Saturday, March 23, 2013

Challenge to Be Free (1975)

Producer Arthur R. Dubs spent the ’70s making gentle movies about gentle people living in North America’s snowy frontiers, including the Wilderness Family trilogy. While Dubs’ productions are distinguished by handsome nature photography, the generation of substantial narratives was not Dubs’ strong suit. Therefore, it’s peculiar that Dubs opted to make a fictionalized movie about Albert Johnson, a Canadian mountain man who was accused of murder and then became the target of an epic manhunt, eventually earning the moniker “The Mad Trapper of Rat River.” In Dubs’ hilariously whitewashed version of the story, Challenge to Be Free, the leading character known only as “Trapper” (Mike Mazurki) is a harmless recluse who lives in the mountains of Alaska, catching only what he needs to survive while frolicking with—and looking after—assorted furry friends. To give a sense of the movie’s tone, one long sequence features Trapper making flapjacks and feeding them to an elk, all to the accompaniment of cornpone voiceover narration and syrupy background music. In fact, the entire first half-hour of the movie feels like a second-rate Disney travelogue. Then the picture presents Trapper’s run-in with the law as a simple misunderstanding that gets out of hand—never mind that Trapper kills someone with a shotgun and flees the scene. The remainder the film comprises Trapper’s long flight from pursuing Mounties, culminating with his dramatic standoff atop a snowy mountain. Despite the presence of impressive location photography and countless shots of wild animals in what appear to be their natural habitats, the flick is deadly boring. Nearly all the dialogue was dubbed during post-production, giving a disjointed feel; the strain of squeezing a dark story into a G-rated paradigm drains the narrative of vitality; and Mazurki is an amiable bear of a man but nowhere near a movie star, in terms of acting chops and charisma. The story of “The Mad Trapper of Rat River” might be fascinating, but it’s nowhere to be found in the cloying and lifeless Challenge to Be Free.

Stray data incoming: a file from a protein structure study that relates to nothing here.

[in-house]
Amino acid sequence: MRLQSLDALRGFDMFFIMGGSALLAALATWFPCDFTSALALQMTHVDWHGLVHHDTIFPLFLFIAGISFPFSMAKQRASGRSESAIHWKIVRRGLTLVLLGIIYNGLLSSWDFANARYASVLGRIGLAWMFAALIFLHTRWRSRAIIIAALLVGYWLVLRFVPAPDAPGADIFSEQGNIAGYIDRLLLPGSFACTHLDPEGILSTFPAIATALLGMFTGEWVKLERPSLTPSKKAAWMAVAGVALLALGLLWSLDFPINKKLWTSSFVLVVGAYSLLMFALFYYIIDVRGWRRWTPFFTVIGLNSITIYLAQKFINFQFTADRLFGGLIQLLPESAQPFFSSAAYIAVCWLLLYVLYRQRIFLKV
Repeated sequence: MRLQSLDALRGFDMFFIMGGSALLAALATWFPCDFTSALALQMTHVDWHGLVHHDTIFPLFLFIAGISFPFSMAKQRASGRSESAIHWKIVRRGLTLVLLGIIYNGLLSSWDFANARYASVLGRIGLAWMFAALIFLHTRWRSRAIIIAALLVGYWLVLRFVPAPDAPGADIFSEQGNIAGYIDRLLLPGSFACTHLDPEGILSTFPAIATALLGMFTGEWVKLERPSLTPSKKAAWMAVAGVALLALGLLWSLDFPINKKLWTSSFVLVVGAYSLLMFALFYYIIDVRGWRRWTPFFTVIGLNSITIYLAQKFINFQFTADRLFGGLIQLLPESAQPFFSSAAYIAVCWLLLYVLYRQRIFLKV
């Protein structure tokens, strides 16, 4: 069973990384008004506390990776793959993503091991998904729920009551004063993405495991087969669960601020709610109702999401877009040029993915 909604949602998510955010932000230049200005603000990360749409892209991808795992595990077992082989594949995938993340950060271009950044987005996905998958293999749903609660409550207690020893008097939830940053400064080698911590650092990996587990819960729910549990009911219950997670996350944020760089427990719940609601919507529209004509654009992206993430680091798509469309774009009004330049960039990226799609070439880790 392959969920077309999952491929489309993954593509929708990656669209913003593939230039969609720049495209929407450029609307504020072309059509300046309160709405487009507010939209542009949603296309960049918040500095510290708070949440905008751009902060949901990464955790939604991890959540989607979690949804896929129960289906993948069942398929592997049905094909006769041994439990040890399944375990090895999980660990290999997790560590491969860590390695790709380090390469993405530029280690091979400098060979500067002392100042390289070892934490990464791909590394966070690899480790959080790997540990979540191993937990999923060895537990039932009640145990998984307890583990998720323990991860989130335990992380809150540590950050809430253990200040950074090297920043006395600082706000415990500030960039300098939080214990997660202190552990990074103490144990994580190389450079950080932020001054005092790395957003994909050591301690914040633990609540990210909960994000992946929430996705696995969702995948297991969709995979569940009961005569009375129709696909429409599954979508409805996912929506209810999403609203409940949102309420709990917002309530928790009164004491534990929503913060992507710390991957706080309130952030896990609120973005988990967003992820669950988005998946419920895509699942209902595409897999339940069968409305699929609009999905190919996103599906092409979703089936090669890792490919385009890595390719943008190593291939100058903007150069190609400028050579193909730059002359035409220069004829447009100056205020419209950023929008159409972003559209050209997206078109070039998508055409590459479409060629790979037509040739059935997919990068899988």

Challenge to Be Free: LAME

1 comment:

Uncle Jack said...

The same story was filmed with Death Hunt in 1981.